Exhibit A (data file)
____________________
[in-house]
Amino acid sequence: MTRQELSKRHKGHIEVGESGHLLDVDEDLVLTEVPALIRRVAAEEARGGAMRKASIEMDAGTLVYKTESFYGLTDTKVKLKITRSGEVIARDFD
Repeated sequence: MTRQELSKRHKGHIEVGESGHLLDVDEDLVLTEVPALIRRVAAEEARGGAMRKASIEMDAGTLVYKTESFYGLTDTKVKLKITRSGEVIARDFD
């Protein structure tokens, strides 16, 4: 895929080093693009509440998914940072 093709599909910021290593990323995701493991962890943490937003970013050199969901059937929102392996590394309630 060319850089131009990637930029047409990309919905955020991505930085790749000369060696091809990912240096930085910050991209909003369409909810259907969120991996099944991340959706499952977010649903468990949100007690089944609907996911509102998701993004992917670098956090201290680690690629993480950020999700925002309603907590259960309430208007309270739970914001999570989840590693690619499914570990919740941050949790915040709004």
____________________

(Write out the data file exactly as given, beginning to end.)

[in-house]
Amino acid sequence: MTRQELSKRHKGHIEVGESGHLLDVDEDLVLTEVPALIRRVAAEEARGGAMRKASIEMDAGTLVYKTESFYGLTDTKVKLKITRSGEVIARDFD
Repeated sequence: MTRQELSKRHKGHIEVGESGHLLDVDEDLVLTEVPALIRRVAAEEARGGAMRKASIEMDAGTLVYKTESFYGLTDTKVKLKITRSGEVIARDFD
């Protein structure tokens, strides 16, 4: 895929080093693009509440998914940072 093709599909910021290593990323995701493991962890943490937003970013050199969901059937929102392996590394309630 060319850089131009990637930029047409990309919905955020991505930085790749000369060696091809990912240096930085910050991209909003369409909810259907969120991996099944991340959706499952977010649903468990949100007690089944609907996911509102998701993004992917670098956090201290680690690629993480950020999700925002309603907590259960309430208007309270739970914001999570989840590693690619499914570990919740941050949790915040709004």